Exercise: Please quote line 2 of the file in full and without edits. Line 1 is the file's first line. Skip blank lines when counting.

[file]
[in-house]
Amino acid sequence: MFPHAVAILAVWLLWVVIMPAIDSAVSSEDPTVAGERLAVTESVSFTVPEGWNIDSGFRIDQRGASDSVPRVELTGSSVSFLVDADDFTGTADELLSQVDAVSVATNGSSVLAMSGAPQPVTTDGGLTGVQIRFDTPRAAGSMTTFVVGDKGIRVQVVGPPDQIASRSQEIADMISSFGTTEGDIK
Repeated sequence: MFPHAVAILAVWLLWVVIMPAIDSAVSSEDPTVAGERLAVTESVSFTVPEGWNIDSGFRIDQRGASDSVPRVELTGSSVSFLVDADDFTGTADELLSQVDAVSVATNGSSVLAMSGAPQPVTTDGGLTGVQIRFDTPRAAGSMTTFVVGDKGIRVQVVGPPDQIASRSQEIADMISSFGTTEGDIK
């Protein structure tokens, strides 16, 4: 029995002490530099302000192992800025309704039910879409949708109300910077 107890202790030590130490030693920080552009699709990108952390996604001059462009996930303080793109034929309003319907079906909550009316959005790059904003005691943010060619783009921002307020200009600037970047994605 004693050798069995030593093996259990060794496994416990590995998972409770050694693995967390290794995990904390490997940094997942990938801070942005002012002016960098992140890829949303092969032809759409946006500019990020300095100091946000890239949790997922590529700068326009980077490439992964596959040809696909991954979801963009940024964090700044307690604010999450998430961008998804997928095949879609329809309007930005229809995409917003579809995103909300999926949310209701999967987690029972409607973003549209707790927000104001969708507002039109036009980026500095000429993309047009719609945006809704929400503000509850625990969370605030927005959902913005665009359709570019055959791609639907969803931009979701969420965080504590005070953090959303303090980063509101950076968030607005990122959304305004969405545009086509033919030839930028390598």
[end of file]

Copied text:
Amino acid sequence: MFPHAVAILAVWLLWVVIMPAIDSAVSSEDPTVAGERLAVTESVSFTVPEGWNIDSGFRIDQRGASDSVPRVELTGSSVSFLVDADDFTGTADELLSQVDAVSVATNGSSVLAMSGAPQPVTTDGGLTGVQIRFDTPRAAGSMTTFVVGDKGIRVQVVGPPDQIASRSQEIADMISSFGTTEGDIK